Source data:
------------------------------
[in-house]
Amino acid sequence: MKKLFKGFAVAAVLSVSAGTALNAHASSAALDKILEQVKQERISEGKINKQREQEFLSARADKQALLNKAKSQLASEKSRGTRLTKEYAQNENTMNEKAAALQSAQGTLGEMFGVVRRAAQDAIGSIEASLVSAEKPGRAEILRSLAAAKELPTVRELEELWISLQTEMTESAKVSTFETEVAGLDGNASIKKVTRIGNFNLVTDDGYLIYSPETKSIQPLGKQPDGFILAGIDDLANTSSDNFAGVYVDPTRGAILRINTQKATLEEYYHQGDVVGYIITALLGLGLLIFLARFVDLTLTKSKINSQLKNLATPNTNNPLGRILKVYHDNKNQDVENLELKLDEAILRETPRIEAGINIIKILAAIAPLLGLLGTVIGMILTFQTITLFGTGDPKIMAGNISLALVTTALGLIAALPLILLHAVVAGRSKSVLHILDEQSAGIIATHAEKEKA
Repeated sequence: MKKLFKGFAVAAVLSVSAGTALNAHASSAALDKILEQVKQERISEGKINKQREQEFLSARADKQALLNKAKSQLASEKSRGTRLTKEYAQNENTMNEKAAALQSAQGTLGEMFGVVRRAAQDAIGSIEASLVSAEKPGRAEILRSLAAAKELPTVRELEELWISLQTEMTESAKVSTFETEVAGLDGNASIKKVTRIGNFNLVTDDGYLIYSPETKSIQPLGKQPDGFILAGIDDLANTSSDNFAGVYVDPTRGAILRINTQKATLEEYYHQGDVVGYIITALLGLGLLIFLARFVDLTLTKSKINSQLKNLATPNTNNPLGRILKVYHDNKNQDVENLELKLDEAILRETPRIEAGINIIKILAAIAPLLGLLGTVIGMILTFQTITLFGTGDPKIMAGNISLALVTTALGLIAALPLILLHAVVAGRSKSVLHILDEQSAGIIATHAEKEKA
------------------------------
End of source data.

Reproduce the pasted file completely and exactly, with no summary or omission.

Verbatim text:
[in-house]
Amino acid sequence: MKKLFKGFAVAAVLSVSAGTALNAHASSAALDKILEQVKQERISEGKINKQREQEFLSARADKQALLNKAKSQLASEKSRGTRLTKEYAQNENTMNEKAAALQSAQGTLGEMFGVVRRAAQDAIGSIEASLVSAEKPGRAEILRSLAAAKELPTVRELEELWISLQTEMTESAKVSTFETEVAGLDGNASIKKVTRIGNFNLVTDDGYLIYSPETKSIQPLGKQPDGFILAGIDDLANTSSDNFAGVYVDPTRGAILRINTQKATLEEYYHQGDVVGYIITALLGLGLLIFLARFVDLTLTKSKINSQLKNLATPNTNNPLGRILKVYHDNKNQDVENLELKLDEAILRETPRIEAGINIIKILAAIAPLLGLLGTVIGMILTFQTITLFGTGDPKIMAGNISLALVTTALGLIAALPLILLHAVVAGRSKSVLHILDEQSAGIIATHAEKEKA
Repeated sequence: MKKLFKGFAVAAVLSVSAGTALNAHASSAALDKILEQVKQERISEGKINKQREQEFLSARADKQALLNKAKSQLASEKSRGTRLTKEYAQNENTMNEKAAALQSAQGTLGEMFGVVRRAAQDAIGSIEASLVSAEKPGRAEILRSLAAAKELPTVRELEELWISLQTEMTESAKVSTFETEVAGLDGNASIKKVTRIGNFNLVTDDGYLIYSPETKSIQPLGKQPDGFILAGIDDLANTSSDNFAGVYVDPTRGAILRINTQKATLEEYYHQGDVVGYIITALLGLGLLIFLARFVDLTLTKSKINSQLKNLATPNTNNPLGRILKVYHDNKNQDVENLELKLDEAILRETPRIEAGINIIKILAAIAPLLGLLGTVIGMILTFQTITLFGTGDPKIMAGNISLALVTTALGLIAALPLILLHAVVAGRSKSVLHILDEQSAGIIATHAEKEKA